Stocks finished Friday narrowly mixed, as investors grappled with a tepid outlook from software company Microsoft Corp. and a rebound in first-quarter economic growth. The major indexes ended mixed for the week and for April.
Although Microsoft said higher revenue lifted earnings 16 percent in the latest quarter, the results missed analyst estimates. The miss and Microsoft’s lowered forecast sent its stock price down sharply, leading a broader decline in the Nasdaq composite index.
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The market found relief after the Commerce Department said gross domestic product bounced back to grow 4.8 percent last quarter after rising 1.7 percent in the fourth quarter. The gain was slightly less than economists’ prediction of 4.9 percent, which suggested the economy is expanding at a comfortable pace.
But while the GDP’s inflation component surged 3.3 percent — ahead of a 2.7 percent target — the news was offset by a Labor Department report that employment costs grew just 0.6 percent last quarter, the smallest rise since 1999 and behind views of 0.9 percent.
Art Hogan, chief market analyst for Jefferies & Co., said the day’s economic data was benign for inflation and the debate over interest rates, and noted a recovery among commodities and energy prices.
“With that as a backdrop, I’m not surprised to see” the Nasdaq down and little change on the other major indexes, Hogan said. “Of course, when you have a marquee name like Microsoft disappoint, it’s hard to sit up on good news.”
After four days of losses, crude oil futures rose on supply worries after the International Atomic Energy Agency said Iran defied the U.N. Security Council by enriching uranium.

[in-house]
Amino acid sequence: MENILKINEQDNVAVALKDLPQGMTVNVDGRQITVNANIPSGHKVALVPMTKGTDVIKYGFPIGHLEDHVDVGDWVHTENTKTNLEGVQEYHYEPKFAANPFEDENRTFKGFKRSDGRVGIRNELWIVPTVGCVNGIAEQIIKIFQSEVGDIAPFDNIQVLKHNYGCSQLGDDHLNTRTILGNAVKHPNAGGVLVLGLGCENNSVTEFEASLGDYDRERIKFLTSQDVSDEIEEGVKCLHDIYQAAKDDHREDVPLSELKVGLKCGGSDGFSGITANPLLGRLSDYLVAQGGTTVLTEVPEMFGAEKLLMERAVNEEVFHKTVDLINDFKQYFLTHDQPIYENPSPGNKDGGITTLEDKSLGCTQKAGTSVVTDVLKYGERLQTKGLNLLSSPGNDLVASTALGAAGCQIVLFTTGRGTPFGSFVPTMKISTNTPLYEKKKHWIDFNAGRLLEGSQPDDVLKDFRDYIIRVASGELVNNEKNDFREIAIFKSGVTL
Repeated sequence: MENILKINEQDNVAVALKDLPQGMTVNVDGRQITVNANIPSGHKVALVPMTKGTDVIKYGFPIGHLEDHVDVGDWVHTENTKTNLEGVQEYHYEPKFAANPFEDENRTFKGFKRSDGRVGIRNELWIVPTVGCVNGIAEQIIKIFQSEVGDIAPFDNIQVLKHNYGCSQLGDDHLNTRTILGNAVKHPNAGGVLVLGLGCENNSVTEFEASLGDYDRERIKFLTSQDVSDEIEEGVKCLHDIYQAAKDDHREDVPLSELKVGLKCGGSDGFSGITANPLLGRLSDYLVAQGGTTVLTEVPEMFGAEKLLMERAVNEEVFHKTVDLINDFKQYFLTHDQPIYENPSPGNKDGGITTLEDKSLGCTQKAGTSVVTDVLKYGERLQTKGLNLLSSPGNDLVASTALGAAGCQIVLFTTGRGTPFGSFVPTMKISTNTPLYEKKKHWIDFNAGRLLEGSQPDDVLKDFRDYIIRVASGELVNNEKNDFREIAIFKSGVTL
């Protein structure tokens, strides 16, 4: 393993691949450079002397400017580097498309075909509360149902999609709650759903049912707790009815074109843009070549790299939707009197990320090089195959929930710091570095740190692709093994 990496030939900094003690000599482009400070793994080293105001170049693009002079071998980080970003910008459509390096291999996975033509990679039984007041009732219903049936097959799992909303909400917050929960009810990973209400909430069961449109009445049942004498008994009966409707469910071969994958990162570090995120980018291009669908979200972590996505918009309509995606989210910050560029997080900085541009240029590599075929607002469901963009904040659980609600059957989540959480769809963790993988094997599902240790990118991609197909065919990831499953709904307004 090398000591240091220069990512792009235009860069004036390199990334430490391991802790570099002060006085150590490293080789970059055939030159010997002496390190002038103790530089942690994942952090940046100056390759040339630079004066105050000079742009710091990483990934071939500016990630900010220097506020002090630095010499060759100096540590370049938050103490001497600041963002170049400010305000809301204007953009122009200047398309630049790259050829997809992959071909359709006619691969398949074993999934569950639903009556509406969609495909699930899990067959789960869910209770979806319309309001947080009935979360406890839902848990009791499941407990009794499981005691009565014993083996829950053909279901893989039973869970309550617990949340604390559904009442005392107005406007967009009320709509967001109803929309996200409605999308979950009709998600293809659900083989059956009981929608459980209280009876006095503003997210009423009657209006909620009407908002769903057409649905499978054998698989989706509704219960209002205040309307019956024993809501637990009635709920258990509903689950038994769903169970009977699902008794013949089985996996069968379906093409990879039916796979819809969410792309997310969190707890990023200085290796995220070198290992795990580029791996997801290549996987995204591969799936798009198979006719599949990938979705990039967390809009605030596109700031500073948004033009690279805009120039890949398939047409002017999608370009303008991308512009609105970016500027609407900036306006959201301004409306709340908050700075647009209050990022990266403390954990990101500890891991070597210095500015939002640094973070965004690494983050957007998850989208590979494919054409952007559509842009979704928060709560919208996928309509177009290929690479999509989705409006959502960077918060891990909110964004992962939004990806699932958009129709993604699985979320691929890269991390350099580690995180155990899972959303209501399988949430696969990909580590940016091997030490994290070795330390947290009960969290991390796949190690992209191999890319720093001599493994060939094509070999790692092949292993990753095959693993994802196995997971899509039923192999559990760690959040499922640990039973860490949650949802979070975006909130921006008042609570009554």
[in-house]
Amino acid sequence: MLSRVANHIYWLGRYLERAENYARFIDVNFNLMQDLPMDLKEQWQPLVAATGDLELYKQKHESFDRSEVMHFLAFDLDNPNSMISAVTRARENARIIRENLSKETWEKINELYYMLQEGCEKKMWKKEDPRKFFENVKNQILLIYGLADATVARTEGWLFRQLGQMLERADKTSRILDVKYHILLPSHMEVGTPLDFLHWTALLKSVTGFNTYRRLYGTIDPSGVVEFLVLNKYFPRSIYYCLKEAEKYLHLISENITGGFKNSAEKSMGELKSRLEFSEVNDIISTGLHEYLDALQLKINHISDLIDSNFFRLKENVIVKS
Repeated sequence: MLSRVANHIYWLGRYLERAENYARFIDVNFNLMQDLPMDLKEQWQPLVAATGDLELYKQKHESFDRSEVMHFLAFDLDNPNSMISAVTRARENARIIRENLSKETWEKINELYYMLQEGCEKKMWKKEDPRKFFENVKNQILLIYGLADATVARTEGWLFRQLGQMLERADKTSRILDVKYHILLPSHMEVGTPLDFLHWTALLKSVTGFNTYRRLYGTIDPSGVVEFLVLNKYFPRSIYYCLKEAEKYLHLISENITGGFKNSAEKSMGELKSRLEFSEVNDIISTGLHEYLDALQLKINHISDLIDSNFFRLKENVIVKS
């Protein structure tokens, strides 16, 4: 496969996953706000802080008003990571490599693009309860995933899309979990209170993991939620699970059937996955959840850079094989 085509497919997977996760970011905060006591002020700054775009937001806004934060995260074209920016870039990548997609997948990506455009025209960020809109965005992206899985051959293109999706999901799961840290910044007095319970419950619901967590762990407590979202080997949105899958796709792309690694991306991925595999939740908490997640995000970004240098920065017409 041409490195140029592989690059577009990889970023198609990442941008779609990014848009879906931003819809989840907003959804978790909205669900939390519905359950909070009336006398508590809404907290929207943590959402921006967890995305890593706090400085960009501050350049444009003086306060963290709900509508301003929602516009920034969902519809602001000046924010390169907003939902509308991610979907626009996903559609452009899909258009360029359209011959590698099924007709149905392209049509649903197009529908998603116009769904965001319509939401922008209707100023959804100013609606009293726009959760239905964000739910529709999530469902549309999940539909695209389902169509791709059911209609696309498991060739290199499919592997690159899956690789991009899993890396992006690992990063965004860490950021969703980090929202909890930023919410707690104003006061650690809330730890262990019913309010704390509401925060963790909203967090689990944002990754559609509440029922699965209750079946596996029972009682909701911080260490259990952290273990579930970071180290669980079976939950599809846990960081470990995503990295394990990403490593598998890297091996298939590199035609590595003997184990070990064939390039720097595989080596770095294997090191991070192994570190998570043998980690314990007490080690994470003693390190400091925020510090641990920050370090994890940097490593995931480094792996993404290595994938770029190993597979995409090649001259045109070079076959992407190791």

Wall Street also weighed a dip in consumer confidence as soaring gasoline prices threatened discretionary spending. The University of Michigan’s April consumer-sentiment index slid 1.8 points to 87.4, while economists expected a 0.2-point drop.
The Dow Jones industrial average finished the seesaw session down 15.37 points, or 0.14 percent, while the broader Standard & Poor’s 500-stock index added 0.89 point, or 0.07 percent. The technology-rich Nasdaq composite index dropped 22.38 points, or 0.95 percent.
Erratic trading left the major indexes flat for the week, with the Dow gaining 0.17 percent and the S&P 500 off 0.05 percent. The Nasdaq lost 0.87 percent after Friday’s decline gave back most of its advance from earlier in the week.
For the month, however, the Dow jumped 2.32 percent and the S&P 500 added 1.22 percent, while the Nasdaq slid 0.74 percent. The Dow earned much of its April gains from recent indications that the Federal Reserve may soon pause or halt its series of interest rate hikes.
Analysts say the overall mood of the market has improved as government reports continue painting an uplifting picture of the economy. Now that the Fed may have boosted rates just enough to stifle demand, the market is looking for growth to gently taper in the latter half of the year, said Ed Keon, chief investment strategist for Prudential Equity.
“There’s still some danger that inflation could pick up, and higher energy prices could feed into that,” Keon said. “But overall, it does not look like substantial inflationary pressures are developing.”
Software giant Microsoft’s earnings saddled the tech sector, and its shares fell $3.10 to $24.15.
Citigroup Inc. gave the Dow some support after Piper Jaffray upgraded the financial services firm to “outperform,” citing improving margins and a pickup in the capital markets. Citigroup rose $1.80 to $49.95.
Prudential Equity’s upgrade of the banking sector lifted stocks elsewhere, with JPMorgan Chase & Co. adding $1.43 to $45.38, and Bank of America Corp. rising 88 cents to $49.92.
Chevron Corp. was the latest U.S. oil company to post a strong quarterly profit, which jumped 49 percent to $4 billion as high energy prices propelled its results. Chevron gained $1.04 to $61.02.
UnitedHealth Group Inc. rose $1.99 to $49.74 following a government report that the health insurer landed the biggest share of participants — about 27 percent of overall enrollment — in the new privately administered Medicare drug program.
Overseas, Japan’s Nikkei stock average lost 1.22 percent. Britain’s FTSE 100 fell 0.61 percent, Germany’s DAX index slid 0.95 percent and France’s CAC-40 was lower by 0.48 percent.